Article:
fr en es pt
astronomy
 
 
 
 
 
 
      RSS astronoo   about   google+    
 

Satellites of Pluto

Satellites of Pluto

 Automatic translationAutomatic translation Category: Planets and dwarf planets
Updated June 01, 2013

Charon (P1), discovered on magnified images of Pluto by James Christy in 1978, is a large satellite to Pluto. It is by observing torque Pluto - Charon occultation's scientists in 2005 were able to estimate the diameter of Charon is 1 207.2 ± 2.8 km (≈ 3 times smaller than our Moon). Charon has a mass about ten times less than Pluto and the diameter ratio is from 1 to 2. The infernal couple rotates around its center of gravity (barycenter), as two objects connected by a central bar rigid, like a dumbbell. Charon is located only 19 000 km and the dwarf planet moves around the planet with a period of 6.4 days, equal to the rotation period of Pluto, which is a geostationary orbit. It seems that Charon is primarily an object of ice water with very few rocks (70% of rocks to Pluto). Charon may be the result of a collision with icy Pluto coat (unconfirmed hypothesis).
NixIn Greek mythology, Nyx was the goddess of the night and the mother of Charon, the man who carried in his boat souls across the river Styx to the underworld ruled by Pluto. The IAU has changed its name to "Nix" by spelling Egyptian goddess name to avoid confusion with two asteroids that are already named "Nyx". and HydraHydra is the mythological serpent with nine heads who guarded the kingdom of Pluto that is the Roman name for the Greek god of the underworld, Hades. In addition to the relationship with Pluto, the names were chosen because of their initial "N" and "H" which are also the first letters of New Horizons, the NASA probe launched in January 2006 to the Pluto system.  are two small satellites discovered orbiting Pluto, thanks to the Hubble Space Telescope in May and June 2005 by two American astronomers Alan Stern and Hal Weaver. The two new moons orbiting P2 and P3 to 48,708 km and 64,749 km of Pluto, much farther than Charon. They are between 45 and 160 km in diameter and 5 000 times less luminous than Charon. The two satellites traveling in the plane of Charon. They were cataloged under the provisional reference S/2005 P1 and S/2005 P2, before becoming Hydra and Nix in 2006. Since then, the Hubble Space Telescope discovered a fourth moon orbiting in 32.1 days around Pluto, she was named kerberos (P4). The natural satellite was discovered on Hubble images taken June 28, 2011 and confirmed on 3 and 18 July 2011.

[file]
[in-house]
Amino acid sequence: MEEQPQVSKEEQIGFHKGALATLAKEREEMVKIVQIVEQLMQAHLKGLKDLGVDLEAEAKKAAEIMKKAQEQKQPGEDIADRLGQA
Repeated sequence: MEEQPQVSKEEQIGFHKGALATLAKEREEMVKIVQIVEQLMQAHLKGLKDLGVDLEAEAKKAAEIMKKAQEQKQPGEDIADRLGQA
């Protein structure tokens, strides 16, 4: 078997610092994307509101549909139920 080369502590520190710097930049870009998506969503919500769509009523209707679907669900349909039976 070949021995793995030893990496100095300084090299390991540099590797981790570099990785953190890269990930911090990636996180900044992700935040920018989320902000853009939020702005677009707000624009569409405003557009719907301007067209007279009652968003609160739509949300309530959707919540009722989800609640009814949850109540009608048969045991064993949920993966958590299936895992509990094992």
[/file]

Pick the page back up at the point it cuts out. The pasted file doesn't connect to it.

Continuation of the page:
It is preparing the overview by the New Horizons mission in 2015, this discovery was made. Pluto is a distant objective for space exploration. Over its very low mass partly, the limited data available on this mysterious object. The New Horizons spacecraft, launched on 19 January 2006, will be the first spacecraft to visit Pluto. New Horizons received a gravity assist from Jupiter, its speed of 19 km/s, is the fastest of all the probes ever launched by humans.
It comes closer to the dwarf planet in the summer of 2015, after traveling 6.4 billion miles. Observations will begin approximately five months before the nearest way and should continue for about a month later.
The spacecraft onboard instruments imaging spectrometry and other measuring devices to determine the geological and morphological characteristics of Pluto and its moon Charon, but also map the components of their surface and study the atmosphere Pluto.

Pluto and
its Satellites
Mean
diameter
(km)
semi-major
axis
(km)
Orbital
period
(days)
       
Pluto 2,306 2,035 6.3872
Charon (P1) 1,207 17,536 6.3872
Nix (P2) 46-137 48,708 24.856
Hydra (P3) 61-167 64,749 38.206
Kerberos (P4) 13-34 59,000 32.1
Styx (P5) 10-25 42,000 20.2
 Pluto, Charon, Nix and Hydra

Image: Pluto system, with three visible satellites.
Image taken by Hubble on May 15, 2005. Since June 2011, another natural satellite was discovered by Hubble. The fourth satellite of Pluto called Kerberos P4, it is not visible in the 2005 image above. The tiny moon P4 orbits Pluto in 32.1 days. In 2012, the development of adaptive optics makes it possible to observe these objects from ground-based telescopes.

See also

     
      
 
star
 
1997-2013 © Astronoo.com - Astronomy, Astrophysics, Evolution and Earth science.
Reproduction prohibited without permission of the author.